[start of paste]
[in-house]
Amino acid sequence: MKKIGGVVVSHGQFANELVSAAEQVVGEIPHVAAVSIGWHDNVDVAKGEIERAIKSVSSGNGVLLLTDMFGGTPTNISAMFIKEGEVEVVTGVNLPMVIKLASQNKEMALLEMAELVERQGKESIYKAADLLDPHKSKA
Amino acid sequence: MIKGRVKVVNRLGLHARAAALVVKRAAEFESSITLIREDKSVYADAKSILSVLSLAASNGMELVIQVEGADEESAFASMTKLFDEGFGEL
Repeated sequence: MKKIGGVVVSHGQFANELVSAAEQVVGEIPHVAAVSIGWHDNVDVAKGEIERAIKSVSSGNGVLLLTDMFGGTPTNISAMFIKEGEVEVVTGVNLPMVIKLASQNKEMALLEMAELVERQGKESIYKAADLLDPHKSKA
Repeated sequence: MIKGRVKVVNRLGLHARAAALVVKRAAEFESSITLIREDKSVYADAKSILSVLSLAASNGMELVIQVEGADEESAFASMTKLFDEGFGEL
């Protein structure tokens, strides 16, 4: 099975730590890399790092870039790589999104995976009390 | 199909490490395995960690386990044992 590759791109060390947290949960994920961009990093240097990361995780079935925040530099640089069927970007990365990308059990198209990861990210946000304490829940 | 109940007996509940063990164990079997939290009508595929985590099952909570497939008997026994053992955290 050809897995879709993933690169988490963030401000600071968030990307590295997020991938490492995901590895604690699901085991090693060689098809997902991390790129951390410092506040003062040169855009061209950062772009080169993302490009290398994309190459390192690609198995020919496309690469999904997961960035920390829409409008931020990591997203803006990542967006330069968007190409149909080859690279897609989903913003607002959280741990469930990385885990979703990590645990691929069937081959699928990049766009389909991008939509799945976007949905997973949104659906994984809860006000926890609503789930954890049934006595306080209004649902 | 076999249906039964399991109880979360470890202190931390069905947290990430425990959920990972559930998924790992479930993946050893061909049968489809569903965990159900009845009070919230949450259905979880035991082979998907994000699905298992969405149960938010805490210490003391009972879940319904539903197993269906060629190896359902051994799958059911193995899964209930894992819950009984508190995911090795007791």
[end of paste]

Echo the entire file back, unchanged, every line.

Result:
[in-house]
Amino acid sequence: MKKIGGVVVSHGQFANELVSAAEQVVGEIPHVAAVSIGWHDNVDVAKGEIERAIKSVSSGNGVLLLTDMFGGTPTNISAMFIKEGEVEVVTGVNLPMVIKLASQNKEMALLEMAELVERQGKESIYKAADLLDPHKSKA
Amino acid sequence: MIKGRVKVVNRLGLHARAAALVVKRAAEFESSITLIREDKSVYADAKSILSVLSLAASNGMELVIQVEGADEESAFASMTKLFDEGFGEL
Repeated sequence: MKKIGGVVVSHGQFANELVSAAEQVVGEIPHVAAVSIGWHDNVDVAKGEIERAIKSVSSGNGVLLLTDMFGGTPTNISAMFIKEGEVEVVTGVNLPMVIKLASQNKEMALLEMAELVERQGKESIYKAADLLDPHKSKA
Repeated sequence: MIKGRVKVVNRLGLHARAAALVVKRAAEFESSITLIREDKSVYADAKSILSVLSLAASNGMELVIQVEGADEESAFASMTKLFDEGFGEL
């Protein structure tokens, strides 16, 4: 099975730590890399790092870039790589999104995976009390 | 199909490490395995960690386990044992 590759791109060390947290949960994920961009990093240097990361995780079935925040530099640089069927970007990365990308059990198209990861990210946000304490829940 | 109940007996509940063990164990079997939290009508595929985590099952909570497939008997026994053992955290 050809897995879709993933690169988490963030401000600071968030990307590295997020991938490492995901590895604690699901085991090693060689098809997902991390790129951390410092506040003062040169855009061209950062772009080169993302490009290398994309190459390192690609198995020919496309690469999904997961960035920390829409409008931020990591997203803006990542967006330069968007190409149909080859690279897609989903913003607002959280741990469930990385885990979703990590645990691929069937081959699928990049766009389909991008939509799945976007949905997973949104659906994984809860006000926890609503789930954890049934006595306080209004649902 | 076999249906039964399991109880979360470890202190931390069905947290990430425990959920990972559930998924790992479930993946050893061909049968489809569903965990159900009845009070919230949450259905979880035991082979998907994000699905298992969405149960938010805490210490003391009972879940319904539903197993269906060629190896359902051994799958059911193995899964209930894992819950009984508190995911090795007791």